A.J. Foyt found himself in a similar predicament as his four-lap average of 188.927 was the 29th fastest of the 30 cars qualified after the first weekend. (Leonard was 28th.)

Fortunately, each had a backup car and started working up to speed during the next week of practice, Foyt in the No. 84 Gilmore Racing Coyote (which was handed over to George Snider at literally the last minute) Leonard in the No. 41 Samsonite Parnelli.

As it turned out, enough cars qualified a bit slower to give Leonard and Foyt a little breathing room.

On Race Day, Leonard was able to dodge the melee created by Salt Walther’s horrendous crash on the first lap. When the race finally resumed two days later after persistent rain, Leonard overcame a spin but was sidelined by a bad hub after 91 laps and finished 18th.

Sadly, the 1973 500 was Leonard’s last race at Indianapolis. He suffered devastating foot and ankle injuries during the 1974 California 500 at Ontario Motor Speedway and never raced again. His injury also signaled the end of the Vel’s Parnelli Jones “Super Team” with Al Unser and Mario Andretti. Expected to dominate USAC racing starting in 1972, Leonard’s national championship that year was one of the few major highlights.

Jan Opperman replaced Leonard at Indianapolis and Pocono, but essentially the operation became a two-driver team that started to dwindle even further. Unser and Andretti were together for 1975’s three 500-mile races, but then it was down to just Unser for 1976 with sponsorship from American Racing Wheels. For 1976, Andretti joined Roger Penske’s team, running some USAC races while he pursued a World Championship in Formula One.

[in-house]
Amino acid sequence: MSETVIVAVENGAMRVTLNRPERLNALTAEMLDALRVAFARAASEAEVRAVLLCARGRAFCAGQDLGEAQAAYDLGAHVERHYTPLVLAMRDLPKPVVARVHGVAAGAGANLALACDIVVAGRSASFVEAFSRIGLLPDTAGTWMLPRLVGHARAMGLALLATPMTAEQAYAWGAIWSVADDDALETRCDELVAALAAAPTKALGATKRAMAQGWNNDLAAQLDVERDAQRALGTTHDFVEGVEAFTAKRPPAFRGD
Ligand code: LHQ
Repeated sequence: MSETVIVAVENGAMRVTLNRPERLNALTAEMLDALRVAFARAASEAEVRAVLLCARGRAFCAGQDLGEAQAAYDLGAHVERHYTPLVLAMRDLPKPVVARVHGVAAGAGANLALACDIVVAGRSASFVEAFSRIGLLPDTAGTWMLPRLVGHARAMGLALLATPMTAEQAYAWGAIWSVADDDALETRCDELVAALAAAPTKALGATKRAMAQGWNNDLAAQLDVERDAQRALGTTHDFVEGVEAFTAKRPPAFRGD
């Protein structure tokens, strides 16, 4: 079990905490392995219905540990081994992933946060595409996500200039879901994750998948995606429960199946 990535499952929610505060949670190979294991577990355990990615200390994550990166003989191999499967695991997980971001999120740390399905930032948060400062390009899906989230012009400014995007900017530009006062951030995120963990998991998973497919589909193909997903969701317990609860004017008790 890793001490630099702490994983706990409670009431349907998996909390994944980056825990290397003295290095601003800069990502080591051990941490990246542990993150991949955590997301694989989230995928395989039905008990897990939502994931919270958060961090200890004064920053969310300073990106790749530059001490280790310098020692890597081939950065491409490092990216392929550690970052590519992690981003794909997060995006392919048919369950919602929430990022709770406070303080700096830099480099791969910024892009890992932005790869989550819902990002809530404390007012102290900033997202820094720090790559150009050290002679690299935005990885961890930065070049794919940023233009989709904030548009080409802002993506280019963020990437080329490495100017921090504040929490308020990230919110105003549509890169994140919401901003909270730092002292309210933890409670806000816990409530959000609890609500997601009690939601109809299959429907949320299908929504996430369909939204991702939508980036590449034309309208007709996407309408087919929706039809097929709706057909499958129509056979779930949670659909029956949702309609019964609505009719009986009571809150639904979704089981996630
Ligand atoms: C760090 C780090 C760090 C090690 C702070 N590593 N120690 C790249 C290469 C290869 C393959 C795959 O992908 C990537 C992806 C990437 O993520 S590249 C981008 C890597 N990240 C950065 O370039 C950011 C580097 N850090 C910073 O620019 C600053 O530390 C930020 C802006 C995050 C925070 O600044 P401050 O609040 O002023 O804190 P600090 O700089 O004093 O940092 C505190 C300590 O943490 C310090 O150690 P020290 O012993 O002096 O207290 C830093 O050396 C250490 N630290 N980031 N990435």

#Indy500 @IMS @IMSMuseum @IndyCar

Sunday, May 31, 2020

30 Days in May Bonus: No. 31, John Mahler, 1972 Harbor Fuel Oil McLaren


OK, so this year’s Indianapolis 500 won’t be run in the month of May. For many of us, however, May is more than just a month – it’s a state of mind. So let’s still celebrate great cars and drivers of the past anyway!
 
Photo credit: Indianapolis Motor Speedway photo
John Mahler started 29th and finished 22nd in his first
Indianapolis 500 in 1972.
30 Days in May Bonus: No. 31, John Mahler, 1972 Harbor Fuel Oil McLaren/Offy. We wrap up with John Mahler, who was one of eight rookies in the starting lineup for the 1972 Indianapolis 500. He actually qualified for the 1971 race but was “bumped” by his car owner, Dick Simon.

Mahler had qualified Simon’s back-up car in 1971, becoming the fastest rookie in 500 history in the process. But then Simon was bumped, so he took over Mahler’s ride for the race.

So began what was to be an interesting, colorful Indianapolis 500 career for Mahler, who made four starts from 1972 through 1979. In 1973, he was part of the Champ Carr Enterprises team with Sam Posey. Mahler likely would have made the race had he been allowed to complete either of his two qualifying attempts, both of which were tracking toward an average fast enough to make the race.

As it turned out, Posey was bumped and Jim McElreath took over Mahler’s car and made the field in the final minutes of qualifying.

Mahler’s best finish was in 1977, when he was credited with 14th after getting some relief help from Larry “Boom Boom” Cannon. He almost squeezed into the 1983 lineup, accepting a speed that was some 27 mph off the pole speed with the hope that rain would curtail qualifying. The gamble almost paid off, but Mahler was knocked out by Dennis Firestone, who completed his run as showers hit.